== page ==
ADB, Mongolia Sign Projects for COVID-19 Shock Response, Economic Cooperation Zone, Solid Waste Management
ULAANBAATAR, MONGOLIA (2 July 2020) — The Asian Development Bank (ADB) and the Government of Mongolia today signed three projects to lessen the socioeconomic impacts of the coronavirus disease (COVID-19) pandemic on poor and vulnerable groups in Mongolia, to help support Mongolia’s post-pandemic recovery by developing an economic cooperation zone, and improve solid waste management.
Signing the Shock-Responsive Social Protection Project, for which ADB approved a $26.4 million loan, and the solid waste management project, for which a grant of $2 million is being provided from the Japan Fund for Poverty Reduction (JFPR), were ADB Country Director for Mongolia Pavit Ramachandran and Mongolian Minister of Finance Khurelbaatar Chimed. Signing the Developing the Economic Cooperation Zone Project, for which ADB is providing a $30 million loan, were Mr. Ramachandran and Deputy Prime Minister of Mongolia Enkhtuvshin Ulziisaikhan. Mr. Matsuhashi Tomoyuki, Second Secretary of the Embassy of Japan in Mongolia, and representatives from line ministries also attended the ceremony.
“The Shock-Responsive Project is a key part of ADB’s package of support to mitigate the impact of COVID-19 in Mongolia,” said Mr. Ramachandran. “The project aims to lessen the socioeconomic impacts of the COVID-19 pandemic on poor and vulnerable groups in Mongolia, and to support the government’s response in social protection.”
The economic cooperation zone project, meanwhile, will help stimulate the economy by providing job opportunities, improving connectivity, and reducing trade costs. The project will also facilitate international trade and help diversify Mongolia’s economy, which is crucial to the country’s post-pandemic economic recovery.
The project will develop the Zamyn–Uud free zone, situated near the busiest international border port between Mongolia and the People’s Republic of China in a district where the local economy and population rely heavily on border traffic and trade activities. It will support the construction and sustainable operations of new infrastructure and facilities in the free zone, as well as effective zone management. This will provide the foundation and environment needed for the private sector to build production capacity and help Mongolia expand trade activities and adapt to the rapidly evolving global economic landscape. Also, the project is part of a wider network of ADB trade-related projects in Mongolia along the Central Asia Regional Economic Cooperation (CAREC) program’s corridor 4b. It is expected to be completed by December 2025.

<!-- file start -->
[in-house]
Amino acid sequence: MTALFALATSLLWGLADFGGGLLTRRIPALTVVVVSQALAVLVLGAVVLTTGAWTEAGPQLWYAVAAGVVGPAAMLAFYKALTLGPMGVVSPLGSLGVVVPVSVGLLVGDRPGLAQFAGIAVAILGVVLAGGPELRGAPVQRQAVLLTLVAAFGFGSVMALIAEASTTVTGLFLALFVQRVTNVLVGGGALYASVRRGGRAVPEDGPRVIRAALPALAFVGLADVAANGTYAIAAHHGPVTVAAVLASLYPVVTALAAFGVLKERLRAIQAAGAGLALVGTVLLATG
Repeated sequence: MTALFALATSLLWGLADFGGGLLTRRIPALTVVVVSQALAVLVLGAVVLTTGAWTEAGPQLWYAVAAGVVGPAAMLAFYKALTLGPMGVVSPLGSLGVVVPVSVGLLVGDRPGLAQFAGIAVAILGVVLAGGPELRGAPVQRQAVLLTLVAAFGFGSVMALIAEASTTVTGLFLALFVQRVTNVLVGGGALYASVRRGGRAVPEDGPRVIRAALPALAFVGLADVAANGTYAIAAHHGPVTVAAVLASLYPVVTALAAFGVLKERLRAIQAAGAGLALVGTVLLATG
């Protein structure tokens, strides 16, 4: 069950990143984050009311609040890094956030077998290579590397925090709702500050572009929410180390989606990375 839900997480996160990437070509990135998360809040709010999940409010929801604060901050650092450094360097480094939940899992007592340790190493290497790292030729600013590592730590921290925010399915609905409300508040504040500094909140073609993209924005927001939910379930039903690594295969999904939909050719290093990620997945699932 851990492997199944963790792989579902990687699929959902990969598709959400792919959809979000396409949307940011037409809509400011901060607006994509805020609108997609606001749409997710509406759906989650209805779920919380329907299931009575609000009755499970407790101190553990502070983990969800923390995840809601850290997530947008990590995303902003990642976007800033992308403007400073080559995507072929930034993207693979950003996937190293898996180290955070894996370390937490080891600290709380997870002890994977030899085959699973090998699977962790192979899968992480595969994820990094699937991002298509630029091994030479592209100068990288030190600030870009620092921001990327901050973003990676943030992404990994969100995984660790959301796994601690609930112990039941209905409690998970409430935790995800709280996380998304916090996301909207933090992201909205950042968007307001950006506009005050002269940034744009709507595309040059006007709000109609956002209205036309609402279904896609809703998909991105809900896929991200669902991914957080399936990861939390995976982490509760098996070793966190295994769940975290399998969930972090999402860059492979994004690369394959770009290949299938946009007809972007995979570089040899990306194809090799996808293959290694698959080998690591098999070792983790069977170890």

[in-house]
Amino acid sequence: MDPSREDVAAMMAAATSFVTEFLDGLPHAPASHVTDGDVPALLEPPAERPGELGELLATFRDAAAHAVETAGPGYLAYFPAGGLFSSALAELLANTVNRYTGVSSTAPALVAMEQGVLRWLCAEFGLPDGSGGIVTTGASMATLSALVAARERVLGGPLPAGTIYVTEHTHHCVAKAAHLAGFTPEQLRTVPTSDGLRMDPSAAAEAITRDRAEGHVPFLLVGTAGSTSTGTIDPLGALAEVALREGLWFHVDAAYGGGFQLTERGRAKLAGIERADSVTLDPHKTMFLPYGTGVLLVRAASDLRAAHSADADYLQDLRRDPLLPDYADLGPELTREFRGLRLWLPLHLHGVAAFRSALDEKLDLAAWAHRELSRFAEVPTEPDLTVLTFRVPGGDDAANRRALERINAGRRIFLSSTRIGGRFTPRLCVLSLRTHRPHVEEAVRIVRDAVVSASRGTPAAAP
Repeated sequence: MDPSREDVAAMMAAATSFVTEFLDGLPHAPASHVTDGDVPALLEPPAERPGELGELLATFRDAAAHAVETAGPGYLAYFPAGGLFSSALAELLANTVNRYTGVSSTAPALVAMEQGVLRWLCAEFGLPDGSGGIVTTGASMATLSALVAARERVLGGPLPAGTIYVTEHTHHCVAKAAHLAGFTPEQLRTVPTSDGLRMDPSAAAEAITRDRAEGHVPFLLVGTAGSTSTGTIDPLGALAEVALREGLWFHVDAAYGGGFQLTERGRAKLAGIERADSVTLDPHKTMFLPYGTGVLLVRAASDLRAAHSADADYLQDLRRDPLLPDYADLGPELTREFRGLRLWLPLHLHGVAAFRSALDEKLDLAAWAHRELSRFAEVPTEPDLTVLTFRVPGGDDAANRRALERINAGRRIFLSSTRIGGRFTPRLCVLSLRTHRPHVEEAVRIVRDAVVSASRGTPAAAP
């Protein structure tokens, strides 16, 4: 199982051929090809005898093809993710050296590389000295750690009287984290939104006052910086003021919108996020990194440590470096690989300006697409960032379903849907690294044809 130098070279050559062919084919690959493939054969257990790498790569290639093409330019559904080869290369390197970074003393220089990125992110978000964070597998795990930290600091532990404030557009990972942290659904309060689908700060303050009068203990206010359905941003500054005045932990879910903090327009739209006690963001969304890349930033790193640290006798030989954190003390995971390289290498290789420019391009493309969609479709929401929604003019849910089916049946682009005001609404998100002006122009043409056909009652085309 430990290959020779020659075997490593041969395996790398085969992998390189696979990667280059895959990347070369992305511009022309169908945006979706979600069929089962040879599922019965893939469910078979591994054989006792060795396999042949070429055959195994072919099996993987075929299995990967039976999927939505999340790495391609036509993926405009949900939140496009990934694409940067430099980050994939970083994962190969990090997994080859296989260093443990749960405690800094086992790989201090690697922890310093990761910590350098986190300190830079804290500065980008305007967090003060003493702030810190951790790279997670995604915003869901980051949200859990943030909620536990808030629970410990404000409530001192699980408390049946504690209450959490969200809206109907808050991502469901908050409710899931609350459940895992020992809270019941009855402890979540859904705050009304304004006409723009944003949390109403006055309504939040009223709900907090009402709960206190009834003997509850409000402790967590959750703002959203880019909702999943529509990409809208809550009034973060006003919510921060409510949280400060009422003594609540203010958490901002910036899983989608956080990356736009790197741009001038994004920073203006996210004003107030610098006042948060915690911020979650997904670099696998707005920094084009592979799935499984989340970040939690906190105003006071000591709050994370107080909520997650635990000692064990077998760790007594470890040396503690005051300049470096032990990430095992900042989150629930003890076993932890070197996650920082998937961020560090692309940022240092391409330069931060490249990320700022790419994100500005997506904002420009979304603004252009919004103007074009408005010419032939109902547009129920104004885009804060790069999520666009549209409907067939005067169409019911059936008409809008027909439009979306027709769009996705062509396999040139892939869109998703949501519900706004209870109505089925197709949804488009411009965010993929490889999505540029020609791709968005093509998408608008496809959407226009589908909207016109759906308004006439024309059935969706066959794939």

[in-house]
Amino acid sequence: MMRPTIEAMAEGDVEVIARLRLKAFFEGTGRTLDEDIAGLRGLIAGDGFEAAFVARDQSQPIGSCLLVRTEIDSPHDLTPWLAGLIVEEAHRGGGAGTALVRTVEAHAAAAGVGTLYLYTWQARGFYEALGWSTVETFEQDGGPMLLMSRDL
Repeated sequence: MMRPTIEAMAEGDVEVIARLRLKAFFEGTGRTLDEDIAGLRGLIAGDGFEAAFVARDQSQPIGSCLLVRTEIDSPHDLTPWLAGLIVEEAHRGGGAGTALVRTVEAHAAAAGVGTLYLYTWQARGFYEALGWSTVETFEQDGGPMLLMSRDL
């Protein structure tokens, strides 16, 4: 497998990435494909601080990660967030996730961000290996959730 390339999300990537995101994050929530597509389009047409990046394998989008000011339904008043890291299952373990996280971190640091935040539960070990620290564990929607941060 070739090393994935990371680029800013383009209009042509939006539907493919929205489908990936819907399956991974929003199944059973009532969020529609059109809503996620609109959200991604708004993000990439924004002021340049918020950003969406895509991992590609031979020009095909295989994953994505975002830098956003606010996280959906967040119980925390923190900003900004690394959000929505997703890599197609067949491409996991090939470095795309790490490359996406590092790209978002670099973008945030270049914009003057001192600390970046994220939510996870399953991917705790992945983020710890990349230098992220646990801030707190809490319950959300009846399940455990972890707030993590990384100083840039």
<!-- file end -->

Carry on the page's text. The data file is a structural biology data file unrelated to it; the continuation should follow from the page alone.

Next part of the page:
The grant for solid waste management will open new income and employment opportunities, particularly for poor, women, and disadvantaged people, through waste reuse and recycling pilots and skills and business development. The project will conduct public education and awareness to promote effective and inclusive waste recycling and reuse. Recycling businesses and community organizations will receive small grants to pilot innovative programs that will reduce the waste stream and encourage greater recycling. The project will also support the provincial governments in developing the sector policy framework, build capacity in solid waste management and planning, and will serve as a model that other secondary cities can replicate.
Four priority aimag capital cities—Darkhan-Uul, Gobi-Altai, Sukhbaatar, and Uvurkhangai—have been identified for the project together with the Ministry of Construction and Urban Development, the project's executing agency.
The project will help reduce long-term environmental and health risks for about 160,000 people in the four cities by eliminating economic and environmental losses and health costs. At least half of households in each project city will be involved in information dissemination activities and gain knowledge on green job opportunities in waste recycling and reuse.
ADB is committed to achieving a prosperous, inclusive, resilient, and sustainable Asia and the Pacific, while sustaining its efforts to eradicate extreme poverty. Established in 1966, it is owned by 68 members—49 from the region.